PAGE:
So many lessons.

Among my favorites of his lessons are these top five:

  • Do what you have to do. This one wasn't so much preached by him as lived by him. As his career with the U.S. Navy was entering its final stages (about 10-15 years before he could retire), Dad's position was relocated from the Philadelphia Navy Yard to the Lakehurst Naval Air Station. In one stroke of a pen from a commanding officer, his commute went from about 40 minutes to about 90. He and his colleagues organized a bus to take him to and from work, but the commute must have been grueling. He seldom complained. It was just part of his overall philosophy: You can't change it; you can't fix it; so there's no use bellyaching about it.
  • Make music part of your life. I experienced this lesson two ways: one familialy and one personally. On the family front, there was the giant Fisher console stereo that he wanted in the living room. The purchase of this monstrosity of a music machine was at his direction, I learned later. The household budget at the time forced a decision between a state-of-the-art hi-fi or a color television. Choosing music over the Mickey Mouse Club, Dad opted for the stereo. A color TV wouldn't come into the house for several years later. But the idea that music was important was driven home. The second aspect had to do with my church work and choir participation. Singing next to him in the adult choir of church -- our voices intertwining in intricate harmonies -- remains one of my warmest memories of him. What I wouldn't give to re-live one of those Christmas Eve Masses with him next to me.
  • Tell a good story and tell it well. Both Mom and Dad had good senses of humor that often came out in the stories they told, but Dad had a much more magical approach. Whether he was relating a tale from his own youth (pranking fellow Boy Scouts as they used the outhouse) or his courtship with Mom (replacing Grandpop Cloney's stolen Christmas tree, taken from atop the car during a Yuletide tipple at a local tavern), Dad could keep a listener rapt. I know he inherited it from his father, who could blarney with the best of 'em.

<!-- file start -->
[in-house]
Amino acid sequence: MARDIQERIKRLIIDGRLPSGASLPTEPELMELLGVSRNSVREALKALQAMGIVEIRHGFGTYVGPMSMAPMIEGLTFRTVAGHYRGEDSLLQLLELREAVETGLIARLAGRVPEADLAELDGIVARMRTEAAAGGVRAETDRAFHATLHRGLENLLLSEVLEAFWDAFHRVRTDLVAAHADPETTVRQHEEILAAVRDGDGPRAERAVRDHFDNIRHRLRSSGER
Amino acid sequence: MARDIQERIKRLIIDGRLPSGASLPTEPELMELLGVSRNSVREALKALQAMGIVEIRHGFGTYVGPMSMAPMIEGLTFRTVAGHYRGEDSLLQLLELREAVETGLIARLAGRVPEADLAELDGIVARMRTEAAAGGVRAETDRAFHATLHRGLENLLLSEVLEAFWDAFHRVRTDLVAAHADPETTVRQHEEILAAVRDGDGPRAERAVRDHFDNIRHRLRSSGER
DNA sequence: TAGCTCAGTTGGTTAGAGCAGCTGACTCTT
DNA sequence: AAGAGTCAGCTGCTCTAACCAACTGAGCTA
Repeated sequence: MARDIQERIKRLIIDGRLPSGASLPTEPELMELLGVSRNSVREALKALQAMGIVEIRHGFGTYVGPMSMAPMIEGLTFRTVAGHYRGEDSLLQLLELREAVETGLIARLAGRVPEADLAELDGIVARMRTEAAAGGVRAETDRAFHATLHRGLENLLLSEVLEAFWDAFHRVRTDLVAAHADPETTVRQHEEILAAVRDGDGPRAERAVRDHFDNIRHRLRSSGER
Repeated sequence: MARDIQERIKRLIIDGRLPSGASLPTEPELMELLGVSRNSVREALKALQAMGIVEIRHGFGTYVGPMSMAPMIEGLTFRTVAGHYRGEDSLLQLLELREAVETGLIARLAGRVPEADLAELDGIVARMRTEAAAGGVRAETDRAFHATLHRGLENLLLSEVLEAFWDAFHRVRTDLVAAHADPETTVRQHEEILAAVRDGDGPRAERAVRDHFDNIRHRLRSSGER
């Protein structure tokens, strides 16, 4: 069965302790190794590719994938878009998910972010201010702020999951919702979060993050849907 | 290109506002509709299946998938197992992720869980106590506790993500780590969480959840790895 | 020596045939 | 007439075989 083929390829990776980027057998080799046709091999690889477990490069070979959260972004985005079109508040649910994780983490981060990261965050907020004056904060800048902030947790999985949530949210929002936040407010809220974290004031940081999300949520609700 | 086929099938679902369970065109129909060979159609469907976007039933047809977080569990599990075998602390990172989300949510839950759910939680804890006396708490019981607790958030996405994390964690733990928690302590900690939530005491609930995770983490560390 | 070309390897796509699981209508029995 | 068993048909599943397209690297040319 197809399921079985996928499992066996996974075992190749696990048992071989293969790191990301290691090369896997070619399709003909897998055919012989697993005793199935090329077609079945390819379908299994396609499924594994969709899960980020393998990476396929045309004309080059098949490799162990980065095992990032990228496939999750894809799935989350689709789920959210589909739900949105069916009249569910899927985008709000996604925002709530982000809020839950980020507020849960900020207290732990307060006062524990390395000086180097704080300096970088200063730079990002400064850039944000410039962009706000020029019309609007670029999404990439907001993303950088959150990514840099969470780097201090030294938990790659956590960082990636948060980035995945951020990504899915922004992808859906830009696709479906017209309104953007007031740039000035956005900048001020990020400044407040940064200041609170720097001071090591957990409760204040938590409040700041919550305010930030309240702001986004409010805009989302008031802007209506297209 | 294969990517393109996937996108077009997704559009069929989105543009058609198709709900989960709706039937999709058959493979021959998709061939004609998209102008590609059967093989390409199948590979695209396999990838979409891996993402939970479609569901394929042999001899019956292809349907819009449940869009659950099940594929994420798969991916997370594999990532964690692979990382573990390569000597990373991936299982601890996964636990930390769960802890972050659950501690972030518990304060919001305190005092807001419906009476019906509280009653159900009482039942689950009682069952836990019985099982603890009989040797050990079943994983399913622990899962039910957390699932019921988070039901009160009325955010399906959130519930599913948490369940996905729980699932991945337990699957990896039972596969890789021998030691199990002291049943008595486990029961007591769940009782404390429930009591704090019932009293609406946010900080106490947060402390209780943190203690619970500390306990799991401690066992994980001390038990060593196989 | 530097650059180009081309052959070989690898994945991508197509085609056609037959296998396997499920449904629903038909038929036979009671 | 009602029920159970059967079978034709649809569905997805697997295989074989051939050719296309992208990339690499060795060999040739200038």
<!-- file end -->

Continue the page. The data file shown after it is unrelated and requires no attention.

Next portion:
• Love your children a lot and your wife more. Mom and Dad never had cross words in front of us. Never. When they would argue (and this was rare, but I remember some of it associated with the Nixon years and their opposite political views), they would take the heated discussion to the basement and spar in front of the roaring clothes dryer, assuming that its roar would drown out their harsh words. (The technique was only semi-successful, as we'd listen by the heat registers.) But when it was over, it was over, and there was no lingering resentment in the aftermath.
  • Be a great father and an even better grandfather. On this last point, the picture below says it all:

Happy Father's Day, Dad. Miss you...

Monday, June 10, 2013

Marathon-on, Mr. Movie

Steve Friedman was an on-air radio personality with The Big Talker WCAU (1210 AM, and prior to that, WWDB), back when WCAU featured local talent talking about local issues.

He also became a friend, much to my surprise and delight.

Steve Friedman went by the title "Mr. Movie." His Saturday night shows -- frequently from 10 p.m. to 6 a.m. -- were known as "Mr. Movie Marathons," eight hours behind the mic, fielding calls from young and old, local and far away.

I happened on Steve's show by accident. This must have been around 1989 or so; I know Eileen and I were married and living in Jeffersonville at the time. We were driving home one Saturday night from some event or movie, and the weather forecast was threatening snow for the following morning. Being a church organist, I habitually tune my ear to potential bad weather on Sunday mornings, so I turned on the radio to hear the latest predictions.

Instead of news, I heard a gentleman on the airwaves talking movies. A passion of mine, for sure, and I zeroed in on his discussion.

It was interesting and engaging and entertaining from the start: What impressed me right off the bat were two things:

  1. His extensive knowledge
  2. His willingness to let callers discuss their points of view.
Unlike some of his political on-air contemporaries, he was eager to engage callers in discussions and was just as much interested in their opinions and expertise as they were in his.

He discussed the merits of Citizen Kane with the same fervor as he did Santa Claus Conquers the Martians. And he respected fans of both.

"Be your own movie critic," he advised. "Don't let anyone talk you out of loving a movie you love or hating a movie you hate."